Family and Social Support in Helping Veterans Maintain Sobriety
“Strength and Honor”
Family and social support can play a critical role in helping veterans maintain sobriety. Substance use disorders (SUDs) are often connected to social isolation, lack of social support, and difficulty forming and maintaining healthy relationships. Therefore, family and social support can be essential in helping veterans establish and maintain a support system that promotes sobriety.
Research suggests that family support is one of the strongest predictors of successful recovery from addiction. Families can provide emotional support, help with daily living activities, and even participate in treatment alongside the veteran. The involvement of family members can also help to reduce the risk of relapse.
In addition to family support, social support from peers and community members can also be critical in helping veterans maintain sobriety. Peer support groups, such as Veterans in Recovery, can provide a safe and supportive environment where veterans can connect with others who have had similar experiences.
Community organizations and programs that promote social engagement and activities, such as volunteering or participating in sports teams, can also help veterans maintain sobriety by providing opportunities for positive social interaction and a sense of purpose.
Social support can also be effective in addressing co-occurring mental health conditions, which are common among veterans with SUDs. Social support can help veterans cope with symptoms of anxiety, depression, and post-traumatic stress disorder (PTSD) and provide a source of motivation and encouragement to seek treatment.
However, it is important to note that family and social support may not be effective for all veterans, and some may require additional treatment or support to maintain sobriety. Family and social support can be particularly challenging for veterans who have experienced trauma, such as sexual assault or combat-related trauma, which can affect their ability to form and maintain healthy relationships.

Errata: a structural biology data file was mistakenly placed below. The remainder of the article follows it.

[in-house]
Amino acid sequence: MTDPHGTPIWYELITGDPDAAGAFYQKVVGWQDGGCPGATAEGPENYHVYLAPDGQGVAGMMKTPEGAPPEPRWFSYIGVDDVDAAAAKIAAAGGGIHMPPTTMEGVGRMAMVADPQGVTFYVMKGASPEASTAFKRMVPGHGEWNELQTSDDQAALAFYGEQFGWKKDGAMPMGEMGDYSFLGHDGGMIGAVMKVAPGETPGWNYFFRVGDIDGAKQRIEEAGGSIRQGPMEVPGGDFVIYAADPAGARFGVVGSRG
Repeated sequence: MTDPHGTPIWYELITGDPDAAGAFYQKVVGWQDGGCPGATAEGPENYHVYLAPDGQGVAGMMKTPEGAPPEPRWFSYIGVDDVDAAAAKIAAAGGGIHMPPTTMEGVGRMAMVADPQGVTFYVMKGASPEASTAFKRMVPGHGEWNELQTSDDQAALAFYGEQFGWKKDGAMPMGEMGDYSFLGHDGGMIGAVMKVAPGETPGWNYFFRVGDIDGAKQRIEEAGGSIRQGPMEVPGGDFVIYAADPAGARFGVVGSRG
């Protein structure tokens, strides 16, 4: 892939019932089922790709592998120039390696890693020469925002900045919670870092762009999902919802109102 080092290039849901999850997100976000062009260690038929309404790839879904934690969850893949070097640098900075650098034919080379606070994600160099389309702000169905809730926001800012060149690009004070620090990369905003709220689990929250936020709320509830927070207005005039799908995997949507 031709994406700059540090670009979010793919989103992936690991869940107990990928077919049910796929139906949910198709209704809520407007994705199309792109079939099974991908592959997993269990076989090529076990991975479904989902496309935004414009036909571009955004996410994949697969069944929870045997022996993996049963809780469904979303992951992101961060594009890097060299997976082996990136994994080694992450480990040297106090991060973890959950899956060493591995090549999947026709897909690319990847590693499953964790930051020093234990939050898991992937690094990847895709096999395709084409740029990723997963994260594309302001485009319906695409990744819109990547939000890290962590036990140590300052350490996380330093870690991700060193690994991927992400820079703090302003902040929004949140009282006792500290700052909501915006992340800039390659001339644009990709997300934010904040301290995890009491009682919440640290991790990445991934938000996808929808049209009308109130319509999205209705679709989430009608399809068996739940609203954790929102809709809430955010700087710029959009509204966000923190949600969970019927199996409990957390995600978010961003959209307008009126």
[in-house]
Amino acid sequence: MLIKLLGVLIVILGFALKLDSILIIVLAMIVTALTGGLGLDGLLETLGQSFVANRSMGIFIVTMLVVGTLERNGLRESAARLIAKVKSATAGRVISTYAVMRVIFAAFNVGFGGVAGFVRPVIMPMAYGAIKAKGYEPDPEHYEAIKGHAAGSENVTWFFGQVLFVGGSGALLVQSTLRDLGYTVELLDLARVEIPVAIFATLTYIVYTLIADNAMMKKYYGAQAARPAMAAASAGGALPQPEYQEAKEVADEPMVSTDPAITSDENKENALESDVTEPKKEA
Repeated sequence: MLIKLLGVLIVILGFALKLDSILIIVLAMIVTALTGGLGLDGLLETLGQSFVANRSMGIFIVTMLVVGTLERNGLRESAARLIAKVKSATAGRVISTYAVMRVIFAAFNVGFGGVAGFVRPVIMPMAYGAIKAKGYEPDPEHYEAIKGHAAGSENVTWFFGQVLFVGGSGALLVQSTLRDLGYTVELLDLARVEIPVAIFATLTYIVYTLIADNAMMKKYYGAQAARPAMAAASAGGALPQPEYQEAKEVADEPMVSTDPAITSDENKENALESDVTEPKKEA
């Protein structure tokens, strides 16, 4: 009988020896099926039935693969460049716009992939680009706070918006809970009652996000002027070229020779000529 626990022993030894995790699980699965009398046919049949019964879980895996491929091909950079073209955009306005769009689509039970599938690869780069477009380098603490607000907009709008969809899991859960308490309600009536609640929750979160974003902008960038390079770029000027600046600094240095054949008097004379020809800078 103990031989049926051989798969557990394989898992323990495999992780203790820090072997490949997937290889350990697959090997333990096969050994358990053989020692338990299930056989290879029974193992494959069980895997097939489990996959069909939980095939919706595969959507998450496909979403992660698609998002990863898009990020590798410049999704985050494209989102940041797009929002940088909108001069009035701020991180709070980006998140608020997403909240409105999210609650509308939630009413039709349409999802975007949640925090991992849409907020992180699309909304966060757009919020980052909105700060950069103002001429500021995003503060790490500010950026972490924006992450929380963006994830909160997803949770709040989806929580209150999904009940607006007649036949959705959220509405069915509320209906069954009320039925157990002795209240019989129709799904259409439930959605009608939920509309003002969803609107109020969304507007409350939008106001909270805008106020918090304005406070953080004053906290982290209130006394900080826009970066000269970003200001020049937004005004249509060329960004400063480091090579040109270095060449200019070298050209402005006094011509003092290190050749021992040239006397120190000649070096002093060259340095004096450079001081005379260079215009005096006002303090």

In these cases, mental health treatment, such as cognitive-behavioral therapy (CBT) or eye movement desensitization and reprocessing (EMDR), may be necessary to address the underlying trauma and improve the veteran’s ability to form and maintain healthy relationships.
It is also important to note that family and social support can sometimes be a source of stress or trigger for veterans in recovery. Family members may unintentionally enable substance use or have difficulty understanding the challenges of recovery, which can create conflict and hinder progress.
Therefore, it is essential that family and social support are provided in a safe and supportive environment that promotes healthy communication, understanding, and education about addiction and recovery.
Family and social support can play a critical role in helping veterans maintain sobriety. However, it is important to recognize that family and social support may not be effective for all veterans and that additional treatment or support may be necessary in some cases. Creating a safe and supportive environment that promotes healthy communication, understanding, and education about addiction and recovery is essential to helping veterans maintain sobriety and achieve long-term success in recovery.